Twenty years ago, at the age of 15, Ellard smashed 14-year-old Reena Virk’s head against a tree and then held her head underwater near a Victoria-area bridge until she stopped moving.
On Thursday, the now-35-year-old was granted day parole for six months, once she completes a treatment program for substance abuse. Shocked at the news, Virk’s family said Ellard has never shown enough remorse for her heinous actions.
Parole is one of the key pillars in the Canadian justice system to rehabilitate offenders who have been handed life sentences, also known as “lifers.”
“It’s in everyone’s interest that people come out of prison eventually and be in a better place than when they went in,” said UBC law professor Debra Parkes.
“If people don’t have anything to aim for in prison, and have no prospect of release, the evidence shows that those kinds of prisons are quite dangerous places.”
Rather than drawing on resources by simply being warehoused, Parkes said, offenders can contribute to society through being released, gaining employment and paying taxes.
“At an abstract level, it makes sense to have people in for long periods of time,” she said. “But when you look at the real people on the ground, you see things a little differently. And I think that’s why most people are released on some form of parole.”
Parole often misunderstood: prof
Ellard had been eligible to apply for parole in 2013. She didn’t apply until 2016, and was denied. Last February, she was given permission to take temporary escorted trips to parenting programs and doctor’s appointments with her infant son.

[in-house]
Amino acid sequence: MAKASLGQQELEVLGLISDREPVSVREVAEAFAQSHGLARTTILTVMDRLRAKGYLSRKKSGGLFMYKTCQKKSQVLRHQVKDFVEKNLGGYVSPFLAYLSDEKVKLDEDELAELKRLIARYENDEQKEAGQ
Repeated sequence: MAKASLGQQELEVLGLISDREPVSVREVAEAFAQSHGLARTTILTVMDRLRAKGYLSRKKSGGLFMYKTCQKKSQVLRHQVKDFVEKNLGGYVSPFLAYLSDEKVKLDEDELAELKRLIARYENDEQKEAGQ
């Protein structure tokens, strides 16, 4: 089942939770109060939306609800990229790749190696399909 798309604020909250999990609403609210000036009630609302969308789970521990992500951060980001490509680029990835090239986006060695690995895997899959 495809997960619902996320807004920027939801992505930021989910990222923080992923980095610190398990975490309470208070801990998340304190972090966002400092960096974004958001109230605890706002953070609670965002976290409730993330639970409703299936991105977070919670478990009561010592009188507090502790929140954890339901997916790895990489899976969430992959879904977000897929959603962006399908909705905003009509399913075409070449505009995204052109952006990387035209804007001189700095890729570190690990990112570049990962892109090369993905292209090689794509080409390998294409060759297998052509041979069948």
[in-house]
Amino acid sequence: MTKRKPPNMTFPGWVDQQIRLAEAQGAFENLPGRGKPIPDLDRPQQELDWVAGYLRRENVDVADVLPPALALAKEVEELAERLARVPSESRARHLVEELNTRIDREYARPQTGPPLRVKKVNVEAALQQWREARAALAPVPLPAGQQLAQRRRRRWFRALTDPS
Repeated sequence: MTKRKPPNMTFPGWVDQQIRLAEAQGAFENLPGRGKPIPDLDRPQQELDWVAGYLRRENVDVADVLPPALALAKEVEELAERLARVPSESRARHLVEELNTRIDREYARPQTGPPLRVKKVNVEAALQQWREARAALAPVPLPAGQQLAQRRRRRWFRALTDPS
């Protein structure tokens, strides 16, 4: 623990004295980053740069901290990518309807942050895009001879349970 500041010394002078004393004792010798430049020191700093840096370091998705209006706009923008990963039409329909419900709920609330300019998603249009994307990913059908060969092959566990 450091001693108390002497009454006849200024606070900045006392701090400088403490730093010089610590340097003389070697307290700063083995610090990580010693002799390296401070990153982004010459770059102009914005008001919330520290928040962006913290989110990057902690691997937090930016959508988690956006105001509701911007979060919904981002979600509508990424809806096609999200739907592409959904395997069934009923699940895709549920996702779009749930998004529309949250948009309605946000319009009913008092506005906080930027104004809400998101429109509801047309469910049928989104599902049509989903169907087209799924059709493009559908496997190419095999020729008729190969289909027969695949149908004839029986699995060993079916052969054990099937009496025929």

Under her new conditions, she will be allowed to walk free by day, but have to return each night to a community facility or treatment centre. As part of her life sentence, she could be sent back to prison if she breaches any of her conditions.
“This is often a misunderstanding of the public, I think,” Parkes said. “Every single person who’s convicted of murder in Canada will be under a life sentence for the rest of their natural life.”
As for the risk of a convicted murderer committing crime again, Parkes said statistics show violent offences make up less than one per cent of reasons why lifers end up back behind bars.
“The reality of Ms. Ellard’s situation is that she has done at least as much [time] as we expect adults to do, even when they commit the offence when they are adults,” Parkes said.
Referring to it as “aging out of crime,” Parkes explained that rehabilitation, when it pertains to young offenders, also has to consider the neurological development of the frontol cortex – the part of the brain responsible for decision making.
“The ability to understand the implications [of an action] and fully reason out any decision made – that isn’t developed until people are in their 20s,” Parkes said.
Though a teenager at the time of the murder, Ellard was given an adult sentence, due to the nature of the offence and its high-profile.
“We do recognize that over time, people do address the issues, they get older, things change – a lot of crime is actually committed when people are young,” Parkes said.
Canada parole fares as ‘harsh’ compared internationally
The public’s perception that Canadian law carries lenient sentencing on crime is often compared to incarceration legislation in the U.S. which incudes life without parole – otherwise known as natural life imprisonment – and the controversial death penalty still legislated in 31 states.
But compared to European countries, Parkes said, Canada has a rather strict reputation on granting parole.
When the country abolished capital punishment 40 years ago, she said, the average number of years spent in prison for a convicted murderer was 15 years before parole. Today, the average is well more than 28 years.
“Parole boards are very careful in these decisions,” Parkes said, despite public perception. Board members look at how much process has been made in an offenders “correctional plan,” and expect a clean institutional record.
And if taxpayers don’t care about the human component of incarceration, they may care about the cost associated with it compared to re-integration: roughly $200,000 per year.